An interview with Final Fantasy composer Nobuo Uematsu




For a good hour before my quick interview with Final Fantasy composer Nobuo Uematsu, I sat in a dark corner booth of a hotel bar nursing a glass of wine and thumbing through my childhood. What do you ask somebody who has scored hundreds upon hundreds of hours of your gaming childhood? An artist who's won countless awards and praise from a planet full of passionate fans. After my fair share of overthinking and humming Aerith's Theme to myself, I paid my tab and proceeded towards the room where we were to meet. Upon entering, all of my nerves were wiped away: There in front of me was "the guy from the pictures." The same warm smile, the same pulled back salt-and-pepper ponytail. A few formal greetings later, we kicked it off -- with a little help from a translator.


Orlando Weekly: How long have you been touring with the Earthbound Papas?

Nobuo Uematsu: Maybe

four years? Yes, four years.

For those of us who don’t know, are there any gaming classics from your library that you cover in your sets?

NU: Not just on our album, but including live performances — For Final Fantasy music, we play more than ten songs. But not just Final Fantasy. We also include other works like Lost Odyssey, Blue Dragon, the TV animation in Japan Guin Saga, and also original music specifically for the Earthbound Papas.

How do you feel about participating in big, local music events like Orlando Nerd Fest?

NU: I feel so nice that every crowd at every convention is so excited when we perform, so I’d love to come back again and again!

Well we’d love to have you back!

NU: Next time, I want to take the vocalists with us. With vocalists in the band, we can do the opera from Final Fantasy VI, One-Winged Angel, Liberi Fatali, and those kinds of things.

Are there any large musical events in the North America coming up featuring the Earthbound Papas?

NU: In the US, we’re performing in Kansas this November with Critical Hit. Outside of the US, we’ll also be touring in Mexico, Sweden, Paris, London, Hong Kong and Berlin!

How does it feel seeing the impact your music has had on North American gaming culture? It’s one thing seeing that love in Japan I’m sure, but I’d imagine it’s very different experiencing it in the USA.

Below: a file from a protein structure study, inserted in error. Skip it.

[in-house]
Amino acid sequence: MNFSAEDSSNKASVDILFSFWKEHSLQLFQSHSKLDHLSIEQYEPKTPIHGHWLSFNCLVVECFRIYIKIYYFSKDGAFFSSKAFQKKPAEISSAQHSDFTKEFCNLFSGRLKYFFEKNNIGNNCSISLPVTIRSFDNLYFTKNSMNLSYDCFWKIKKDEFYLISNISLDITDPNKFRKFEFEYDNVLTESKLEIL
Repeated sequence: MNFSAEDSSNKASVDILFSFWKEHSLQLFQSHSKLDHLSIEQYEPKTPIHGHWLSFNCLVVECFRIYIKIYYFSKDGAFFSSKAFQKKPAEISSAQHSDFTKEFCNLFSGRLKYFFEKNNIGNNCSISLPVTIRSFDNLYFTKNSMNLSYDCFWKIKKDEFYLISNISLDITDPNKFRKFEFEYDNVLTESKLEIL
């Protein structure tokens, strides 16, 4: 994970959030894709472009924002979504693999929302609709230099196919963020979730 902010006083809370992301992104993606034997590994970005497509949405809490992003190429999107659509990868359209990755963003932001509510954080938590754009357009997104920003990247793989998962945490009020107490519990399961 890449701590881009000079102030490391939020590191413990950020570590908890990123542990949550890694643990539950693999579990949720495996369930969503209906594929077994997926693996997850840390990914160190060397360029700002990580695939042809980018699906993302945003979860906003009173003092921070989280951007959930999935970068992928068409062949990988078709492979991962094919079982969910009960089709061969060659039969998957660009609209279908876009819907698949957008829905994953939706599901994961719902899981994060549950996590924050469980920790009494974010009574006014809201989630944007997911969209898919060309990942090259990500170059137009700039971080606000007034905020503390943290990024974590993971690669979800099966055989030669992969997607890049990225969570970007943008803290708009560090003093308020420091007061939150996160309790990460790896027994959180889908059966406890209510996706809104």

NU: I’m totally surprised. I was just focused on work and composing for the games, not trying to be famous in the US. Just composing as work. But it grew worldwide and I found myself performing outside of Japan — I just feel happiness.

Will you be continuing your work with Mistwalker Studios in Japan? Any upcoming projects you could tell us about?

NU: It was announced already, but I’ve composed for the new iOS game Terra Battle and I have confidence about the music in this game. I made a good one! I’ve also composed for the game Wonder Flick, which is by Level 5. There are actually many different things I’m working on at the moment, but they’re difficult to announce right now

but they’re coming up!

I’m looking forward to it! Now, I’m sure there are a lot of people wondering right now: What is your current involvement in the Final Fantasy franchise? Do you ever see yourself coming back to compose a full soundtrack for one of the titles?

NU: Of course, if SquareEnix gave me an offer and the project is interesting, I’d do it. But it’s not my decision, it’s theirs. All I can do is wait. As for concerts, I’ve been talking with SquareEnix’s music publisher about a new concert series. So we’re in talks about planning that right now.

Tough question, but do you have a personal favorite composition of yours?

NU: There are so many, but if I did have to choose, I’d say To Zanarkand from Final Fantasy X and Kiss Me Goodbye from Final Fantasy XII.

After working on so many projects, where do you find inspiration? From where do you draw to keep coming up with fresh ideas?

NU: Well, I’m obviously a big fan of music. So I draw inspiration from not just one specific type, but all kinds of music: rap, classical, rock, everything. I’m just a big fan of all of it.

Before we wrap up, is there anything you’d like to say to people like myself who have been listening to your music since our youth?

NU: Well first, I’d like to thank everybody for listening for such a long time, for all the continuous support. I’ve never been interested in politics, and of course I know there’s a lot of fighting between many countries. But when I do a concert like this, and meet actual people, it doesn’t matter where you were born or where you live — we can be friends together, by listening to the music. So I’d like to continue the concerts and visiting many countries, so we all can be good friends.

Here are a few of our favorite Uematsu compositions:

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